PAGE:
So you think you’ve had a turbulent few years? Joe Wright has got divorced, fallen in love, directed a flop, had a baby, cast his new partner in a big-screen musical of Cyrano de Bergerac and filmed on the side of an erupting volcano. Now that’s turbulent.

Wright is one of our leading directors of prestige period films, having been given the reins to the Oscar-winning Atonement, Darkest Hour and Anna Karenina and worked with Keira Knightley, Gary Oldman, Cate Blanchett and Hugh Jackman. Cyrano, however, is his first musical, a lavish, moving “love letter to love” set in 17th-century France.

Haley Bennett as Roxanne and Kelvin Harrison Jr. as Christian help make Cyrano relevant 125 years after the play was first published.

The American actress Haley Bennett (Hillbilly Elegy, The Girl on the Train) plays Roxanne and Peter Dinklage from Game of Thrones is the titular army officer whose wit is as fast as his blade. This Cyrano doesn’t have a big nose — he stands out because he is a dwarf. Their love triangle with the smitten but tongue-tied Christian (Kelvin Harrison Jr of Waves) was mirrored by the off-screen love triangle between Wright, Anoushka Shankar, from whom he split in 2018 after nine years of marriage, and Bennett, with whom he subsequently got together.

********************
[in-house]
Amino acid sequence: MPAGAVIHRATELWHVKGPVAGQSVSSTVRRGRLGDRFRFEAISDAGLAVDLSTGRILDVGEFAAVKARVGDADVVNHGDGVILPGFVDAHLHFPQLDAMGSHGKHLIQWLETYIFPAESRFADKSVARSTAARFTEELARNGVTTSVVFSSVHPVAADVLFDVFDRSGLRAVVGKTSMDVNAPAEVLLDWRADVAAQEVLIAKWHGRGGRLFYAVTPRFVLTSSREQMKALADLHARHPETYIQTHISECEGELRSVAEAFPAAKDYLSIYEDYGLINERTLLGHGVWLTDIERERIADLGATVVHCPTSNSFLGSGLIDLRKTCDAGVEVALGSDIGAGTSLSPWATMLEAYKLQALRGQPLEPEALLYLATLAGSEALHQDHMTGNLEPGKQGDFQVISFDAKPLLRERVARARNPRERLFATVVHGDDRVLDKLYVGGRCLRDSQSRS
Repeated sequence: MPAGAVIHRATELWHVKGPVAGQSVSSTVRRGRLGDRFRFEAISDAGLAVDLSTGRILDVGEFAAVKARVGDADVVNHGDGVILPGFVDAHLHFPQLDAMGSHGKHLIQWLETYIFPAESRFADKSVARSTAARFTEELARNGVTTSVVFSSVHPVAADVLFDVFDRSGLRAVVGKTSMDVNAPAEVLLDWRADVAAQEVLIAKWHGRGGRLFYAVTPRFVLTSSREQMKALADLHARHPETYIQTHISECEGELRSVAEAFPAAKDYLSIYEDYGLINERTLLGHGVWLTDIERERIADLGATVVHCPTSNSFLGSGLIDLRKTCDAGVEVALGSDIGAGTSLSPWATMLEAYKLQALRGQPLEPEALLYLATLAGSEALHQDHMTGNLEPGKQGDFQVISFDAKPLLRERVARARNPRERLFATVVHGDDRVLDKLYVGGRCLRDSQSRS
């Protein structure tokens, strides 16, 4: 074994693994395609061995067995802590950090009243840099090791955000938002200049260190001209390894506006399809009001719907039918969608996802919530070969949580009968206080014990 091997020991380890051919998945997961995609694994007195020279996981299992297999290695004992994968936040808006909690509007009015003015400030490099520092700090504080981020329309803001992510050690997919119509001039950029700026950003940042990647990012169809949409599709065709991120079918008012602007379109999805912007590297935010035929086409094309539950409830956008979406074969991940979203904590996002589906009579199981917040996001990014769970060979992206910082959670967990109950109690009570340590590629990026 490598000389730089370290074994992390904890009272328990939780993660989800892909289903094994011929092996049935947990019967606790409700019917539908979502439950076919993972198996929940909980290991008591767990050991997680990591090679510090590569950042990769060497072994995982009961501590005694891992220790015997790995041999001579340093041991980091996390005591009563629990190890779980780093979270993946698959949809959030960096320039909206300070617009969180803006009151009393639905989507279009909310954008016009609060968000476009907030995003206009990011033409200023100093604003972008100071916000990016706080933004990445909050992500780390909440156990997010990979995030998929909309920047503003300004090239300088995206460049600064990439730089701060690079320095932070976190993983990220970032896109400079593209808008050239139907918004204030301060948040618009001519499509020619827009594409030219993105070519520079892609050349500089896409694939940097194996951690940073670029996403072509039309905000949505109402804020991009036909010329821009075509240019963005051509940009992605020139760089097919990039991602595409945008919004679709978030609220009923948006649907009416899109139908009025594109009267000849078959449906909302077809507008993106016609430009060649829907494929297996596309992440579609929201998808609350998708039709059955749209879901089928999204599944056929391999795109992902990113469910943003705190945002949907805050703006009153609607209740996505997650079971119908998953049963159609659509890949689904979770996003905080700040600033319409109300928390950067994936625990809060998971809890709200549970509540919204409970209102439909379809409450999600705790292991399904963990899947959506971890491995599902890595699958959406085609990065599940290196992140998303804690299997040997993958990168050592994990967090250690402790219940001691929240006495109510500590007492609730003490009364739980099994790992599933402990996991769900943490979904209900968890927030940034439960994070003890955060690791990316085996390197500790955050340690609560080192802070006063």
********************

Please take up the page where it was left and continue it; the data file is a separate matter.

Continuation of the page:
“It’s a film about the importance of human connection,” Wright, 49, says in broad London tones. “And our inability to connect.” Sitting in a suite in a central London hotel, he is stocky and boho-chic in a gray linen suit over a navy T-shirt, with chunky specs and salt-and-pepper beard. Cyrano was shot in the baroque sandstone squares and alleys of Noto in Sicily. “It was a really special time and place,” he says. Eric Fellner of Working Title, the producers of the film, said it had only a 5 per cent chance of happening but “the pandemic created an atmosphere of defiance”, Wright says. “To make something beautiful in the face of these f***ing bleak circumstances. It was certainly one of the best times of my life.”